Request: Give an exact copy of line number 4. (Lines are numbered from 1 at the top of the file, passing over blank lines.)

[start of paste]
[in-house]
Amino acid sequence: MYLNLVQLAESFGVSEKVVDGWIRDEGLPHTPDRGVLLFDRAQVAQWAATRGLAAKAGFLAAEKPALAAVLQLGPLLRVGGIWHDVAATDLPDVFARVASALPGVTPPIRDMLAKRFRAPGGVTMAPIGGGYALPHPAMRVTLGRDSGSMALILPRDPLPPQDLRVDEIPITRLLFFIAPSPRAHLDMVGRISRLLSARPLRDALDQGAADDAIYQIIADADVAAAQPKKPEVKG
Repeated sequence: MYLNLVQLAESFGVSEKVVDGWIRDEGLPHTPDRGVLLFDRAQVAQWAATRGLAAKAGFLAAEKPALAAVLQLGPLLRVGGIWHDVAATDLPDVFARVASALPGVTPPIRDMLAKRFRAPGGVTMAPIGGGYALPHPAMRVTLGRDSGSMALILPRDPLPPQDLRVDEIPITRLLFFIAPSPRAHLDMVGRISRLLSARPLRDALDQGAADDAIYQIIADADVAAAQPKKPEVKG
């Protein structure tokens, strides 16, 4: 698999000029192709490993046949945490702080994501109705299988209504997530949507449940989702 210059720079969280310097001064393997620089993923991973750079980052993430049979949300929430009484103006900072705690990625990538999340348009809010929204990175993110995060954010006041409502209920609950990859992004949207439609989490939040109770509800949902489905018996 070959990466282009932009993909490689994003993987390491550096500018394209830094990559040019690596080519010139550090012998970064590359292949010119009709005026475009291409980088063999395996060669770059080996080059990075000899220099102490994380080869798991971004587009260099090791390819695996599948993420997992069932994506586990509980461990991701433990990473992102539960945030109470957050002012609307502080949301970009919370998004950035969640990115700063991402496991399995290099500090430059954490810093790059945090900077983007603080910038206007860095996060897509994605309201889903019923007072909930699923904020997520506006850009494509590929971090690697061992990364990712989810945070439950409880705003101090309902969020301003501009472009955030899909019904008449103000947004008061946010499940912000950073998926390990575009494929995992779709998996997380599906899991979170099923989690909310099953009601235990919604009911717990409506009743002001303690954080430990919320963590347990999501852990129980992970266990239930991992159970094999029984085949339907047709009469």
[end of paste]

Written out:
């Protein structure tokens, strides 16, 4: 698999000029192709490993046949945490702080994501109705299988209504997530949507449940989702 210059720079969280310097001064393997620089993923991973750079980052993430049979949300929430009484103006900072705690990625990538999340348009809010929204990175993110995060954010006041409502209920609950990859992004949207439609989490939040109770509800949902489905018996 070959990466282009932009993909490689994003993987390491550096500018394209830094990559040019690596080519010139550090012998970064590359292949010119009709005026475009291409980088063999395996060669770059080996080059990075000899220099102490994380080869798991971004587009260099090791390819695996599948993420997992069932994506586990509980461990991701433990990473992102539960945030109470957050002012609307502080949301970009919370998004950035969640990115700063991402496991399995290099500090430059954490810093790059945090900077983007603080910038206007860095996060897509994605309201889903019923007072909930699923904020997520506006850009494509590929971090690697061992990364990712989810945070439950409880705003101090309902969020301003501009472009955030899909019904008449103000947004008061946010499940912000950073998926390990575009494929995992779709998996997380599906899991979170099923989690909310099953009601235990919604009911717990409506009743002001303690954080430990919320963590347990999501852990129980992970266990239930991992159970094999029984085949339907047709009469």